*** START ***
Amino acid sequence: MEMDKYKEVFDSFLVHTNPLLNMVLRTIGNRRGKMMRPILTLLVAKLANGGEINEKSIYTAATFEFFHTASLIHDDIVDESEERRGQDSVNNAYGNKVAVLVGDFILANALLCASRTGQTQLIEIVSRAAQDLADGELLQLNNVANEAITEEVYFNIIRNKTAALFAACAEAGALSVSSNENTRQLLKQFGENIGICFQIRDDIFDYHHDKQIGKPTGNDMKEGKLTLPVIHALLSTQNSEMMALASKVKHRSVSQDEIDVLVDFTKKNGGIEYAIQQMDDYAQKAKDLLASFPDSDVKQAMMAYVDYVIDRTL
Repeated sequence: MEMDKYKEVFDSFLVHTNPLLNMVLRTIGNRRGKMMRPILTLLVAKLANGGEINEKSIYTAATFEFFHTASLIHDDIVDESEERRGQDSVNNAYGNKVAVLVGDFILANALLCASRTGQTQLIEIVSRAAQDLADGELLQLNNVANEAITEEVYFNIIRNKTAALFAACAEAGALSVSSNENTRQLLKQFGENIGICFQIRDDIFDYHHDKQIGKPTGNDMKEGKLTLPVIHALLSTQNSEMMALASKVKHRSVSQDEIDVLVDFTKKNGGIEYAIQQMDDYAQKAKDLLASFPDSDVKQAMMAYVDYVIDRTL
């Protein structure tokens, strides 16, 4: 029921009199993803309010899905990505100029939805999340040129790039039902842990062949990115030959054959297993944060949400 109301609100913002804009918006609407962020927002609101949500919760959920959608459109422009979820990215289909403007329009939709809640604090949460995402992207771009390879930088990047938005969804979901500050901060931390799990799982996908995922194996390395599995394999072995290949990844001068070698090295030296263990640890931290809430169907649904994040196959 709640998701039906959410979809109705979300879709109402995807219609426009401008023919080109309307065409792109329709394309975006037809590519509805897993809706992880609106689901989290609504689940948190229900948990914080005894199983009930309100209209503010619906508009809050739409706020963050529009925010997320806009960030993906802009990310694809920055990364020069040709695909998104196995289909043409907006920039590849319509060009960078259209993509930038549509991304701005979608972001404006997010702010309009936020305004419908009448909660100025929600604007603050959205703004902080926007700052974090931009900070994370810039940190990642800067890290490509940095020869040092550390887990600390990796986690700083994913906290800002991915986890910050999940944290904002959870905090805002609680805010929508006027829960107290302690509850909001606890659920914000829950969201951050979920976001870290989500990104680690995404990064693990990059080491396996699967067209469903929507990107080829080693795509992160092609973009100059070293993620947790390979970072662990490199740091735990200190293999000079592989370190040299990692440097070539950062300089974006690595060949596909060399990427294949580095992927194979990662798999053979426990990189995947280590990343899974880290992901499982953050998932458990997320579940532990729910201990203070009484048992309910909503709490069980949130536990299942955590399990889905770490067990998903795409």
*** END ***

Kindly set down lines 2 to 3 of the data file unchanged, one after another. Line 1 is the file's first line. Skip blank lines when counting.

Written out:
Repeated sequence: MEMDKYKEVFDSFLVHTNPLLNMVLRTIGNRRGKMMRPILTLLVAKLANGGEINEKSIYTAATFEFFHTASLIHDDIVDESEERRGQDSVNNAYGNKVAVLVGDFILANALLCASRTGQTQLIEIVSRAAQDLADGELLQLNNVANEAITEEVYFNIIRNKTAALFAACAEAGALSVSSNENTRQLLKQFGENIGICFQIRDDIFDYHHDKQIGKPTGNDMKEGKLTLPVIHALLSTQNSEMMALASKVKHRSVSQDEIDVLVDFTKKNGGIEYAIQQMDDYAQKAKDLLASFPDSDVKQAMMAYVDYVIDRTL
């Protein structure tokens, strides 16, 4: 029921009199993803309010899905990505100029939805999340040129790039039902842990062949990115030959054959297993944060949400 109301609100913002804009918006609407962020927002609101949500919760959920959608459109422009979820990215289909403007329009939709809640604090949460995402992207771009390879930088990047938005969804979901500050901060931390799990799982996908995922194996390395599995394999072995290949990844001068070698090295030296263990640890931290809430169907649904994040196959 709640998701039906959410979809109705979300879709109402995807219609426009401008023919080109309307065409792109329709394309975006037809590519509805897993809706992880609106689901989290609504689940948190229900948990914080005894199983009930309100209209503010619906508009809050739409706020963050529009925010997320806009960030993906802009990310694809920055990364020069040709695909998104196995289909043409907006920039590849319509060009960078259209993509930038549509991304701005979608972001404006997010702010309009936020305004419908009448909660100025929600604007603050959205703004902080926007700052974090931009900070994370810039940190990642800067890290490509940095020869040092550390887990600390990796986690700083994913906290800002991915986890910050999940944290904002959870905090805002609680805010929508006027829960107290302690509850909001606890659920914000829950969201951050979920976001870290989500990104680690995404990064693990990059080491396996699967067209469903929507990107080829080693795509992160092609973009100059070293993620947790390979970072662990490199740091735990200190293999000079592989370190040299990692440097070539950062300089974006690595060949596909060399990427294949580095992927194979990662798999053979426990990189995947280590990343899974880290992901499982953050998932458990997320579940532990729910201990203070009484048992309910909503709490069980949130536990299942955590399990889905770490067990998903795409």